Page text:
Paros and Naoussa
Note: This information below was last updated in 2004; for up-to-date specifics on this area, we recommend Lonely Planet: Greece.
This popular island is ideally situated in the central Cyclades. It is a ferry hub with great connections to other island chains. Despite its popularity, Paros still manages to mix nightlife with sandy-beached and picturesque whitewashed towns. Parikia (known just as "Paros" on ferry schedules) is the main port as well as the largest, liveliest town on the island. Naoussa offers a quieter small-town alternative.
Getting Around Paros
Convenient, reliable buses run every day throughout the day (and night on more common routes). Costs range from €0.60–1.20; pay on board. Bus schedules are posted at all stations and copies are available for you to keep. In Parikia the bus station lies just east of the main boat docks.
Tourist Information: The TI is located behind the windmill, to the right (daily in July–Aug 8:30–24:00, shorter hours off-season).
Post Office: Open Monday-Friday 7:30–14:00; OTE phones are out front.
Supermarket: The biggest is just across from the marina (credit cards accepted).
Olympic Airways: Their office is on the small Mavrogenous Square (tel. 22840/21900) near the pharmacy and bank.
Banking: The National Bank of Greece, ATM's, and an 24-hour automatic currency exchange machine, are also on Mavrogenous Square.
Arrival in Parikia: At the port, you'll find plenty of travel agents (most give out bus schedules, store luggage, and sell ferry tickets) and luggage depots (€0.85–1.50, 8:00–24:00). Paros is well-connected to Athens by plane (6/day). You can take a taxi from the airport to Parikia for around €6 or the public bus for €0.85.
Cathedral: Ekanontapiliani, the 6th-century cathedral, is located behind the park, inland from the marina.
Old Town: The old town lies behind the windmill to the west. Throughout these whitewashed winding streets you'll find plenty of shops with jewelry, batik beachwear, pharmacies, and creperies.
Beaches: Just east of the harbor lies Parikia beach. This nice, sandy beach is conveniently located and quite crowded. To get to the beaches of Martselo or Krios across the harbor, take a 30-minute boat ride (€1.20, boats run hourly from 9:30–19:00, depart from harbor near larger port).
Sleeping and Eating in Parikia
The room-finding service at the dock is helpful, but be careful — they don't necessarily find you the best room. If you arrive without a reservation, your best bet is to deposit your luggage for an hour, get your bearings, and search out a room on your own. The listings below are within 15 minutes from the port on foot.
Pension Festos offers 11 clean rooms (Db-€15–25 depending on the room, Qb-€30–35, tel. 22840/21635, fax 22840/24193).
Mimikos Rooms, run by Dimitros Skiadas, rents six rooms. All are doubles with balconies, and three have bathrooms (Db-€15-30 depending on season, located beyond Mavrogenous Square, follow the many signs, tel. 22840/21437). Consider eating at the restaurant next door, in their garden terrace.
The Happy Green Cows, a quaint vegetarian restaurant, has a funky interior, fine meals, and good wine they produce themselves (a block inland from the National Bank, down a narrow alley, tel. 22840/24691).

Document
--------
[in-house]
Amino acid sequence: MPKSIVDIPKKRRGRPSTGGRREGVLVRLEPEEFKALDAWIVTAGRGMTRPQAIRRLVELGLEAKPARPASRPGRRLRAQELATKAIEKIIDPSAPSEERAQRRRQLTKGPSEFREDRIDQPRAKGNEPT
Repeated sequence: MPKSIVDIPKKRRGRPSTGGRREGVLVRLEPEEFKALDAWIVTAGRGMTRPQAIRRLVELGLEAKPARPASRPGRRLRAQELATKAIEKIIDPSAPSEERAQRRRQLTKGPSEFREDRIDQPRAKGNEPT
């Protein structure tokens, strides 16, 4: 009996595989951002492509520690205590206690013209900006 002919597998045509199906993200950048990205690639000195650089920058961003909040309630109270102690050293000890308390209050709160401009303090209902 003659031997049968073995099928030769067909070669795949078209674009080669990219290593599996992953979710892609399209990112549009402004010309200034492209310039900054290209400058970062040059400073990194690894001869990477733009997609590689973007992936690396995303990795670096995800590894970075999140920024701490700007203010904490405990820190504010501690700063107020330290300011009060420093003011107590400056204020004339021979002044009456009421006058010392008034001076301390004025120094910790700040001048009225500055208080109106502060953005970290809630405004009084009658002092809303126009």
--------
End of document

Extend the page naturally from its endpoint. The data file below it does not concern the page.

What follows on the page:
In high season, Parikia is the place to party on Paros. The strip west of the harbor is lined with bars and discos. For a quieter evening, consider a movie at Parikia's open-air theater (two blocks inland from west end of Parikia Beach). English versions of films are shown twice nightly at 21:00 and 23:00. Check at the box office for current showings and times. Tickets are €5. You can even get hot, buttered popcorn for €1.
This small town, northeast of Parikia, is a pleasant alternative to busier Parikia. Just a 20-minute bus ride from Parikia, Naoussa is still crowded in high season, but without the bump-and-grind feel. The "downtown" is separated by a stream and connected by a bridge. The bus station and TI are located at this bridge. From here, you can walk inland to the main square of town.
Tourist Information: The TI offers maps and bus schedules as well as a room-finding service for walk-ins (daily 10:30–21:30, tel. 22840/52158). Ask about the traditional music and dance festivals held on several weekends in the summer.
Bus Station: At the station, located at the bridge, schedules are posted in the window. Buy your ticket on board.
Beaches: The nearby beach of Santa Maria is popular with windsurfers, but also has quieter, less windy coves for just lying in the sun or taking a swim in the shallows (5 buses/day, 20 minutes). Boats to Kolithres or Monastiri beaches run twice hourly from 10:00–19:30.
Shopping: The streets that continue behind the town square are filled with specialty boutiques selling jewelry, pottery, and other local crafts.
Sleeping and Eating in Naoussa
Several places offering rooms can be found on the streets off the main square. Many people with rooms to let also come to meet the buses when they arrive.
Hotel Christina offers big, clean rooms in a beautiful setting. All rooms have a TV, fridge, and phone (Sb-€30–70, Db-€35–90 depending on season, breakfast-€6, air-con, tel. 22840/51017 or 22840/51755, fax 22840/53372, www.christinaparos.gr).
The wharf area around the fishing boats is lined with seafood restaurants. Just follow the strings of drying octopi. A fine bakery is just up the hill from the town square.